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21 Dec 2022

Stephenson Harwood secures Supreme Court victory


Law firm Stephenson Harwood LLP has advised the successful respondents, Russell Crumpler and Christopher Farmer of Teneo BVI, in proceedings before the Supreme Court. Judgment in the case, Candey Ltd v Crumpler and another (as Joint Liquidators of Peak Hotels and Resorts Ltd (In Liquidation)), was given in favour of Messrs Crumpler and Farmer.

The appeal considered the circumstances in which solicitors can be considered to have waived their equitable lien – the means by which equity provides a form of security for the recovery by solicitors of their agreed charges for the successful conduct of litigation. Upholding the decision of the High Court and the Court of Appeal, a Supreme Court panel comprising Lord Kitchin, Lord Reed, Lord Briggs, Lord Hamblen and Lord Stephens unanimously dismissed the appeal.

"This is an important decision about the extent of a solicitor's right, on the insolvency of its client, to be paid its fees in priority to other creditors," said Paul Hollands, of counsel, Stephenson Harwood. "Candey asserted that it had a right to be paid almost £4 million in priority to all other creditors and claims in the liquidation. Both the High Court and the Court of Appeal had rejected this and the Supreme Court has now done the same, deciding that Candey had sacrificed its equitable lien when it took other, lesser, security. The Court also decided that a solicitor owes an existing client a fiduciary duty, when taking additional security, to make it clear to the client if it wishes to keep its existing security, which Candey had not done. As a result of this decision, Candey will have a much smaller secured claim in the liquidation and there will be more funds available for other creditors.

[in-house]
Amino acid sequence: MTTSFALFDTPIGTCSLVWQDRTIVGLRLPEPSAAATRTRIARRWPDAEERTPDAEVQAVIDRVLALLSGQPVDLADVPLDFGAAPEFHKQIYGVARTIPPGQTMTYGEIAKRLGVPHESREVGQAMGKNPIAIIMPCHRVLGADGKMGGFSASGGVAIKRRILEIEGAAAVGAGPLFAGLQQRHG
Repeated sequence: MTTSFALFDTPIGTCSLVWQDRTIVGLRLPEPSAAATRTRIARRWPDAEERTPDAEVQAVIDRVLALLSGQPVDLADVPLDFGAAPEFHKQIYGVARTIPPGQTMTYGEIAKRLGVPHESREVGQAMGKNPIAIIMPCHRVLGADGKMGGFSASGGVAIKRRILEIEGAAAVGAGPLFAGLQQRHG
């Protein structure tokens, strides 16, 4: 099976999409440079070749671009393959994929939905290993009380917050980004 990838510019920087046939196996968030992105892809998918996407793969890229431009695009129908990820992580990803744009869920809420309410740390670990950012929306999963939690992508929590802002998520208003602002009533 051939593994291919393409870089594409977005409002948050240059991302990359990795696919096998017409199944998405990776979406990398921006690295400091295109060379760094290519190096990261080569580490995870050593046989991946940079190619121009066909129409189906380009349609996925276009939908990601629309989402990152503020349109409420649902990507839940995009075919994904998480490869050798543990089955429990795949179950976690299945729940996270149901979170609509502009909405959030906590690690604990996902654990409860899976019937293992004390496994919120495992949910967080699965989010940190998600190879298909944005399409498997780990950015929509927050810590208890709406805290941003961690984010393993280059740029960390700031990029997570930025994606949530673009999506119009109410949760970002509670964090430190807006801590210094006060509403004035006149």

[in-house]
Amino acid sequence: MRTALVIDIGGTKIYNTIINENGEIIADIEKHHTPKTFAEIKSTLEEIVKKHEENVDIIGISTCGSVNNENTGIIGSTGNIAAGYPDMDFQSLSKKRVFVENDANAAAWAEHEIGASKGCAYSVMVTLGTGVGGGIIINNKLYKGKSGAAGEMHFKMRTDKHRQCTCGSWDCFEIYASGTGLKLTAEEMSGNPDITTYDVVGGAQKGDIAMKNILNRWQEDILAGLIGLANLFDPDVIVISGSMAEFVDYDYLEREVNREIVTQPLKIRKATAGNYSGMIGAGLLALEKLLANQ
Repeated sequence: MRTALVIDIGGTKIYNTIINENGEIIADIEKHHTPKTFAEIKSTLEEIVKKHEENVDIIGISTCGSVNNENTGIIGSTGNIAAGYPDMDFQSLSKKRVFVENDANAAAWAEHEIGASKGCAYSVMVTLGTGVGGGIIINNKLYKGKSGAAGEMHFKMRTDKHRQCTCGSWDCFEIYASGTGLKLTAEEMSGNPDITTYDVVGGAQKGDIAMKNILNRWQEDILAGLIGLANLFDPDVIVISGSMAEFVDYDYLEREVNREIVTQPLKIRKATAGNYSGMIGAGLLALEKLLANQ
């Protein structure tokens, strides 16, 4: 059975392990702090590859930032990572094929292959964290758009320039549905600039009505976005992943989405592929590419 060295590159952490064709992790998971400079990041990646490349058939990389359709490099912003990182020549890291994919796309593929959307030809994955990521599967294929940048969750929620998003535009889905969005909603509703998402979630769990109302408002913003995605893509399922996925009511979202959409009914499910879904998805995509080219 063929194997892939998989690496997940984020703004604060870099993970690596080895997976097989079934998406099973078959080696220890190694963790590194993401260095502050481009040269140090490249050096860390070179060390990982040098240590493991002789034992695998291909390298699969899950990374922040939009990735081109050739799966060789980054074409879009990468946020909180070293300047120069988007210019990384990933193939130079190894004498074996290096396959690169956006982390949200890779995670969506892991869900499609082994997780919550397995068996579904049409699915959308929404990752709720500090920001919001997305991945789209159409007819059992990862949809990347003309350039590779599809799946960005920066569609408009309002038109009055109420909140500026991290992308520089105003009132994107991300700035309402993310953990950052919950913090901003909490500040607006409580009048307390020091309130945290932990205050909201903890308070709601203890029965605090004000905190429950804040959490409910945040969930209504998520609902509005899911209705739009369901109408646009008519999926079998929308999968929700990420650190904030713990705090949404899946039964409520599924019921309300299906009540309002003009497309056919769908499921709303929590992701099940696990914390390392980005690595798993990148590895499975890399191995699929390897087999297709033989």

"The Court also considered the important issue of whether a finding that Candey had waived its lien would have a negative impact on the ability of clients to access legal advice, by deterring solicitors from acting on the basis of alternative fee arrangements. The Court ultimately decided that it did not have this effect. Although many of the key takeaways from this decision concern the position of solicitors, the principles involved may well have ramifications more widely, for commercial and other parties seeking to rely on other types of equitable lien and security (for example, a vendor’s lien for the purchase money and the purchaser’s lien for the deposit), since this is the first time that the Supreme Court has considered the principles involved."

The Stephenson Harwood team advising on the Supreme Court appeal comprised of counsel Paul Hollands and associate Joseph Samuelson. Associate Katherine Hudson advised at earlier stages of the dispute.

Stephenson Harwood's award-winning and highly regarded international dispute resolution team advises on the full range of commercial disputes. The team represents clients in High Court litigation and international and domestic arbitration, co-ordinates proceedings in multiple jurisdictions, and advises on various regulatory and other investigations. The firm's global restructuring and insolvency practice is a multi-jurisdictional team of lawyers, who advise a wide array of stakeholders on all issues arising in connection with financial distress. The team's work covers all sectors, and encompasses domestic and international debt restructurings, schemes of arrangement, company voluntary arrangements, administrations (including pre-packs), receiverships, liquidations, personal bankruptcy, insolvency litigation and investigations, fraud and asset recovery, refinancings, workouts and turnaround strategies, debt for equity swaps, distressed M&A, distressed investing and loan to own strategies.




Freddie Harrison
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